war poetry by the experience of the trenches.
The 12? Most of them are those only too familiar, astonishingly young,
boy-soldiers: Edmund Blunden, Rupert Brooke, Robert Graves, Julian
Grenfell, Ivor Gurney, David Jones, Wilfred Owen, Isaac Rosenberg,
Siegfried Sassoon, Charles Sorley, Edward Thomas and (a new one to me)
the Irishman, Francis Ledwidge. As poets, their
reactions ranged from the romantic idealism of Brooke and Grenfell to
the outraged indignation of Sassoon and Owen.
They came from diverse social backgrounds. Three (Graves, Blunden and
Sorley) were Oxford scholars. Two (the Irish patriot, Ledwidge and the
East Ender, Rosenberg) left school at 12 and 14 respectively. Eight were
officers; four came from the ranks. Grenfell was the only regular
soldier. The rest were amateurs, almost all volunteers, and it's the
mundane effects they left behind that are most hauntingly indicative of
their ill-preparedness for the cataclysm that engulfed them.
Like secular saints, they are memorialised by the IWM with here a khaki
uniform, a lock of hair or a pair of boots, there a medal, a blood
stained map, an olive branch from Brooke's Greek grave - and a lot of
fascinating holograph material.
Here you will find the only surviving manuscript page from Graves's
Goodbye to All That, intimate letters from Brooke to one of his
girlfriends; a draft of Owen's 'Dulce et Decorum Est'; and laconic Army
telegrams announcing the deaths of the seven who did not survive the war
and who, in some cases, saw only a handful of their poems published.
If it's the youth of these men (at 28, Brooke was one of the oldest; at
20, Sorley was the youngest) that is so moving about their brief lives,
it's the rusty technology that somehow connects the Great War to our own
time, making it real. Here, in prototype, are the instruments - the
field telephones, the gas masks, the revolvers and timepieces - that
link those battlefields to the cellphones and digital weaponry of our
own killing grounds.
War, as this exhibition reminds us, has been a theme for poets since
Homer, and a pretty good commercial prospect since Thucydides.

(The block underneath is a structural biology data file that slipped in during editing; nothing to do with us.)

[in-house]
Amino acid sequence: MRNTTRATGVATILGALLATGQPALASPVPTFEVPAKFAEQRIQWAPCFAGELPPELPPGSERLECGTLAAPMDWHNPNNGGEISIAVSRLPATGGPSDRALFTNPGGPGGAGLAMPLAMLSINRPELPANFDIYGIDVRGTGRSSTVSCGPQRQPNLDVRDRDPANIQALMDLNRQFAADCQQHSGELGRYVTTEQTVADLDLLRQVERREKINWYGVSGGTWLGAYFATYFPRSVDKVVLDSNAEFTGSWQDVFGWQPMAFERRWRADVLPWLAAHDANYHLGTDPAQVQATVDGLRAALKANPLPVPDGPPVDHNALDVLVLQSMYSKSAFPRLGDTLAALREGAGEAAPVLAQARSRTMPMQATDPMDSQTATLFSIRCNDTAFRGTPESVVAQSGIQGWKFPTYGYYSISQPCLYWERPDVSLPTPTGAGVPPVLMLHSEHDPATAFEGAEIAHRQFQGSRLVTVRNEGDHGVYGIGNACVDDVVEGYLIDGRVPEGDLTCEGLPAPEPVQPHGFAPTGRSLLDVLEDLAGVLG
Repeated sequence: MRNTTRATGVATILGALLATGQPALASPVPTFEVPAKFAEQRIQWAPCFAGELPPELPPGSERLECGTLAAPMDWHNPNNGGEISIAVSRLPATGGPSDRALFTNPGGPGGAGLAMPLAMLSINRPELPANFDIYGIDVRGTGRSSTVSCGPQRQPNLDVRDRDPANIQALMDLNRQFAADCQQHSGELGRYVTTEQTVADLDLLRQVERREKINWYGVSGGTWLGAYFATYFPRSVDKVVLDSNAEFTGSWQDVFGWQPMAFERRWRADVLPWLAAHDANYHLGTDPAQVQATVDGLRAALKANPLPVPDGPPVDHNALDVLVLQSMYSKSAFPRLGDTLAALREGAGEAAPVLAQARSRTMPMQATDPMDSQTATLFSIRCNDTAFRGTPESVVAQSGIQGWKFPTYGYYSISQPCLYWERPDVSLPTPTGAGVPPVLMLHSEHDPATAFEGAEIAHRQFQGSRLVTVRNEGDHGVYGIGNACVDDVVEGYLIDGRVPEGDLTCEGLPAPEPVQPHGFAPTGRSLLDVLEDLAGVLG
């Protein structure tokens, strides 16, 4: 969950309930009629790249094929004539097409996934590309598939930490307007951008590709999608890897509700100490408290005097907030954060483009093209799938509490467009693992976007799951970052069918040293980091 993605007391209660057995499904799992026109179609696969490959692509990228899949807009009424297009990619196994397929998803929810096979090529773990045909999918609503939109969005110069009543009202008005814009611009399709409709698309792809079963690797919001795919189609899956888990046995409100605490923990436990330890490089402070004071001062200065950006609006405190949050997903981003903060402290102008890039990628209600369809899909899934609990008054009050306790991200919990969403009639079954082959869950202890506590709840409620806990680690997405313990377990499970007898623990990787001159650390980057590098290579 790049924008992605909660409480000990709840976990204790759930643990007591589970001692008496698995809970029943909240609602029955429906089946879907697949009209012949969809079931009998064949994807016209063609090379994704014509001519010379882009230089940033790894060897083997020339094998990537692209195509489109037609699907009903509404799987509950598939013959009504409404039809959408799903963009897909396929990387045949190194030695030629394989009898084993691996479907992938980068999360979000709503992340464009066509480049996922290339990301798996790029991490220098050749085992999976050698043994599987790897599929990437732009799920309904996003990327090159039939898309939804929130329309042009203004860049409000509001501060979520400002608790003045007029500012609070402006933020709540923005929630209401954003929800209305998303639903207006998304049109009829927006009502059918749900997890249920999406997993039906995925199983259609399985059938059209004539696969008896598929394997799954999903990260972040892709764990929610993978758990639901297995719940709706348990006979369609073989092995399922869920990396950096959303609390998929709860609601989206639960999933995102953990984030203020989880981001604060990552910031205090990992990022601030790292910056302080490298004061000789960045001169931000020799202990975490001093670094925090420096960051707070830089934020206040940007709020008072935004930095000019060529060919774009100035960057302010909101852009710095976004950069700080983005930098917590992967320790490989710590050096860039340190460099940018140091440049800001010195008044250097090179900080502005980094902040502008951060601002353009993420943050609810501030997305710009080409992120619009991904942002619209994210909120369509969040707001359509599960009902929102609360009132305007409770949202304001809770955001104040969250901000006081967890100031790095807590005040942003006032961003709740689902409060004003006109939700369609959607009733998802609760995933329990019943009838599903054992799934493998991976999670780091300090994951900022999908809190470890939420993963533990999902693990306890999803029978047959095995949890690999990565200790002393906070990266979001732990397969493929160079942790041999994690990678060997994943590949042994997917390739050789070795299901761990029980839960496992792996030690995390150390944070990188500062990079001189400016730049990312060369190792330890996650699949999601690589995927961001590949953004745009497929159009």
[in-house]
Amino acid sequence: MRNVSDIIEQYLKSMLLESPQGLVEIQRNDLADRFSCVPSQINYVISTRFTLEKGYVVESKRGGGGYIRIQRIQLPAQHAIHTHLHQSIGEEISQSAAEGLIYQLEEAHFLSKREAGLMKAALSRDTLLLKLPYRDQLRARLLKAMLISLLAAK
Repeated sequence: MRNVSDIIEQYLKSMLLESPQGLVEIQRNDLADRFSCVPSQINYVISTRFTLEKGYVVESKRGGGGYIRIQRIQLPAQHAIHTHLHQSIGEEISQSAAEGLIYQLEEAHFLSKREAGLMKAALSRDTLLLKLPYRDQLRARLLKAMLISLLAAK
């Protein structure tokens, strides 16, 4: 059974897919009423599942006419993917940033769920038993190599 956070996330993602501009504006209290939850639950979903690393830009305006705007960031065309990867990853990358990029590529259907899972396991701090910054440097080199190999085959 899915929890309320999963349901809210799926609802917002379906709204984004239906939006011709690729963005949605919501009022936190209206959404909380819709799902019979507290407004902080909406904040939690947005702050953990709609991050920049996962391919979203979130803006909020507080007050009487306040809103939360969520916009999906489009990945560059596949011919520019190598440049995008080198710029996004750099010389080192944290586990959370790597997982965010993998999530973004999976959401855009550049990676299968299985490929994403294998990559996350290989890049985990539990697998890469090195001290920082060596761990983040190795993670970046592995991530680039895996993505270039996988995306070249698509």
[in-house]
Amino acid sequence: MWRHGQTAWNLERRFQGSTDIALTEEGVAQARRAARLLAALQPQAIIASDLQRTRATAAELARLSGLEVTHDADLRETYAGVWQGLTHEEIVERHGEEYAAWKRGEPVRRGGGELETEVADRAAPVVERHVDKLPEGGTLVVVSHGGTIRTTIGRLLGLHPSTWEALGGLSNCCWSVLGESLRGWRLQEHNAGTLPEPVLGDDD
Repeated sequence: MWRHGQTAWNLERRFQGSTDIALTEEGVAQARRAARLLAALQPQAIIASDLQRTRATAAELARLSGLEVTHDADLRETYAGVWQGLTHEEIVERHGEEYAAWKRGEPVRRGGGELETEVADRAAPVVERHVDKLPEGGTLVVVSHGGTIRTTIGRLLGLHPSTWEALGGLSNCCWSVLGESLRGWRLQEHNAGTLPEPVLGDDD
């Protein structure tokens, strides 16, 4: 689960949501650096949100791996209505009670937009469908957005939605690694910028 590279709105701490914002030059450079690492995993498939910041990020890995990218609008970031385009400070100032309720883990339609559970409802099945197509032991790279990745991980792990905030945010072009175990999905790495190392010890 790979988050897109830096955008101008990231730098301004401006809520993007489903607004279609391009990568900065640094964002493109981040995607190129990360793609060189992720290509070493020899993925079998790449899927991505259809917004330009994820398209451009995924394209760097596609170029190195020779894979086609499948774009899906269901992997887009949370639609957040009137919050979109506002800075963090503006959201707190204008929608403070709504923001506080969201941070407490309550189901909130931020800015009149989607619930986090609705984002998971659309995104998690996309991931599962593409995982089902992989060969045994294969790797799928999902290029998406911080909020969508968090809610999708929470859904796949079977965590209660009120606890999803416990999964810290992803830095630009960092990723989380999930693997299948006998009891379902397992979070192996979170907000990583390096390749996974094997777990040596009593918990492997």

Associated with the exhibition is a handsome coffee-table book by
Professor John Stallworthy, Anthem For Doomed Youth (Constable &
Robinson, £14.99, pp192) which tells again the story of the young
Britons whose response to their experience on the Western Front has
become a crucial part of our 'myth' of the Great War.
As befits a national institution, the IWM makes no allusion to the war
poetry of France and Germany. French and German war poets were, I
believe, as intensely affected as our '400', but we don't hear about
them. Just as the Flanders poppy is at once a heartbreaking badge of a
great national trauma and a discreet emblem of patriotism, so an
exhibition such as Anthem For Doomed Youth is fundamentally a sombre but
quietly triumphant celebration of an English lyricism.
As Professor Stallworthy rightly points out, it is at times of national
crisis, that 'large numbers of people seldom seen in church or a
bookshop will turn for consolation and inspiration to religion and
What's always interested me is that while the war poetry came as a
painful and immediate response to the hell of battle, most of the prose
we now associate with the First World War, books like Goodbye to All
That and Memoirs of a Fox-hunting Man did not appear until the late
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* Calendar of Events in Columbus:
* Anti-War Activist Resources:
* Student International Forum: <http://www.osu.edu/students/sif/>
* Committee for Justice in Palestine: <http://www.osu.edu/students/CJP/>